This tunnel runs which used to be part of the access to the old Kings Cross Thameslink station, runs from East of Kings Cross station and then has access to the main tunnel connecting the Northern, Piccadilly and Victoria Lines.

It has partial escalator access at the Eastern end, where the buses from Islington and the East stop outside the old station entrance. Although getting buses to the East mens crossing the busy Pentonville Road.

Verdict – Needs improvement

Kings Cross – Interchange Tunnel

This tunnel connects the Eastern Tunnel at Kings Cross to the escalators and lifts that lead to the Northern ticket hall Kings Cross St. Pancras tube station. On the way is connects to the Victoria, Piccadilly and Northern Lines.

It is a long walk, especially, if you have accessed it, as I often do, from the Eastern Tunnel which is convenient for buses from Islington and Dalston.

Verdict – Too long and boring

Kings Cross – St. Pancras Tunnel

This tunnel connects St. Pancras station to the Northern ticket hall at Kings Cross St. Pancras tube station.

It is a wide, comfortable tunnel with a double handrail down the middle.

Note that the middle picture shows the connection to the next tunnel.

Verdict – Useful and a better walk than the surface alternative in cold or wet weather.

Kings Cross – Pancras Square Tunnel

This tunnel connects St. Pancras Square to the underground tunnel, that links St. Pancras station to the Northern ticket hall of Kings Cross St. Pancras tube station.

It is a good example of how to create a tunnel.

It has up and down escalators at the St. Pancras Square entrance.

Verdict – Good design and a pleasant walk.

Knightsbridge – Northern Exit Tunnel

This tunnel at Knightsbridge station was built in 2010 to connect the new entrance on the North side of Knightsbridge.

It looks to me that Transport for London had to make do with less space than they needed.

Verdict – Rather narrow and utilitarian.

Paddington – Bakerloo Line Link

This project to create a pedestrian link between the Bakerloo Line and Crossrail at Paddington is currently being built.

  • It will be one hundred and thirty metres long.
  • It will be twenty-five metres below the Paddington station concourse.
  • The design uses a route to avoid existing station facilities.
  • The tunnel is being built without major disruption to Bakerloo Line passengers.
  • It will have lifts and escalators at both ends.
  • The tunnel will handle five thousand passengers per hour in the Peak.

In August 2016, I wrote Paddington Is Operational Again, which describes the tunnel in detail.

Verdict – I have a feeling that this could be one of the most impressive parts of Crossrail.

I can’t wait for this tunnel to open.

South Kensington – Exhibition Road Pedestrian Tunnel

The Exhibition Road Pedestrian Tunnel at South Kensington station is unique in London, as it was built in 1885 and it is Grade II Listed.

As the pictures show, it can get very busy.

Verdict – A Victorian idea, that hasn’t been copied much.

Tottenham Court Road – Interchange Tunnel

This tunnel connect the Central and Northern Lines at Tottenham Court Road station.

It is a bit lacking in colour to my liking. But at least there is some of Eduardo palotzi’s tiles at one end.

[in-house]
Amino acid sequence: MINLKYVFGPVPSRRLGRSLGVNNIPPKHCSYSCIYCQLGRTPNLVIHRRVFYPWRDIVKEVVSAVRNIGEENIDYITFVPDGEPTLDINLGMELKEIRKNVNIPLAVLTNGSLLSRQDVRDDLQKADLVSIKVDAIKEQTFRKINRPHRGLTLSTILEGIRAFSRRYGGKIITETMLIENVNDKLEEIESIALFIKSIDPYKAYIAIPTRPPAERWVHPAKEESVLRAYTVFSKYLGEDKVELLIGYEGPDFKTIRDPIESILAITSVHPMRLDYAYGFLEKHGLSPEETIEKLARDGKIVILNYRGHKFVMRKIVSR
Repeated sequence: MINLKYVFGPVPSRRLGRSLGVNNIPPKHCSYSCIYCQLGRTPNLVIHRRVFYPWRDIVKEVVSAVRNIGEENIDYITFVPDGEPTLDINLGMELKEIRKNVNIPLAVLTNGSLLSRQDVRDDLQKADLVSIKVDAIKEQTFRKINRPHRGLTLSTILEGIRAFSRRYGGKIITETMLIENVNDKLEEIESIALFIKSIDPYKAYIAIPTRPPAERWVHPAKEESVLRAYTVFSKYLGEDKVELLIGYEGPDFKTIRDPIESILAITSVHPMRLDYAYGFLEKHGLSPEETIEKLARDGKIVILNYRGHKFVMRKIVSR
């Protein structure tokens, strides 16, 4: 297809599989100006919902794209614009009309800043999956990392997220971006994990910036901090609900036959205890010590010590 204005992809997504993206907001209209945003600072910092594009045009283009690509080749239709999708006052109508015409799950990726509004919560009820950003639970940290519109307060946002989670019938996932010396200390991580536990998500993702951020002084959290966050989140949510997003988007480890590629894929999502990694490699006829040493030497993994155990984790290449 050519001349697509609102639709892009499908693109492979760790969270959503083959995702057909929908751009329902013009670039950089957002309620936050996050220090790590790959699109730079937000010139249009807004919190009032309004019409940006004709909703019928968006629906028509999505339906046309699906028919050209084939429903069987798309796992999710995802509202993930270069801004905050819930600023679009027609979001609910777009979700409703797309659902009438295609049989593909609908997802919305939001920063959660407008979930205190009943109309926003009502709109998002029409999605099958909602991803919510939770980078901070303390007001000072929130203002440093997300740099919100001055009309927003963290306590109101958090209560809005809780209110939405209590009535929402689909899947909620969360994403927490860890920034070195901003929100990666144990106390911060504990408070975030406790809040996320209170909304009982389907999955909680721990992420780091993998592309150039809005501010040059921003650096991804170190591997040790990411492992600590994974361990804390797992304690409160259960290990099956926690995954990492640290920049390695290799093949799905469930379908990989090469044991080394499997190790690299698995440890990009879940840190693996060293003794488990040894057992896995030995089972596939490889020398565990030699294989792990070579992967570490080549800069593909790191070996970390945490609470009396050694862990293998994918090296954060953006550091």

Verdict – Bland and too long.

Victoria – New Tunnels

Victoria station has had a new entrance at Cardinal Place and a lot of new tunnels to sort out the poor connectivity, added in the last couple of years.

As the pictures show, not all the tunnels are finished.

Verdict – Victoria is no longer a station yo avoid

Waterloo – Interchange Travelator

This map from carto.metro.free.fr shows the Underground lines at Waterloo station.

Note the large separation of the platforms of the Jubilee Line and those of the Bakerloo and Northern Lines.

The solution was to install a travelator, when the Jubilee Line Extension was built.

Although expense wasn’t spared on the project, I think we would give it a more decorative lining today.

Verdict – It works.

Whitechapel – Refurbished Overground Staircases

There are two staircases between the District/Hammersmith & City Lines and the East London Line, that are being refurbished for Crossrail.

It looks like the work is of a high quality and that the old rails have not been replaced.

Verdict – These were scruffy tunnels a couple of years ago.

Summing Up

Some tunnels are obviously better than others, but what surprised me, was how well the Exhibition Rpad Tunnel to the museums coped with large numbers of passengers.

Perhaps, the Victorians got it right, as some of the best tunnels in my examples are the wider ones.

Comparing the Northern Exit Tunnel at Knightsbridge with the Northern Entrance Tunnel at Bond Street, shows how a wide tunnel and entrance, built with a lift, is a much better solution, than a narrow tunnel and entrance, without a lift.

The only narrow tunnel, that seems to work well is the tunnel connecting the Waterloo & City Line to the main Bank station complex.

But this tunnel is well-lit and I suspect tends to have passengers going the same way most of the time.

It also appears that recent tunnels like those at Bond Street and Victoria, are much better than those built about ten years ago, like the tunnel at Knightsbridge.

The Future

After Crossrail, London has a number of large station projects in the pipeline, some of which will require new connecting tunnels for passengers.

  • The upgrading of Bank station is underway, where tunnels are being dug and escalators, travelators and lifts and being installed.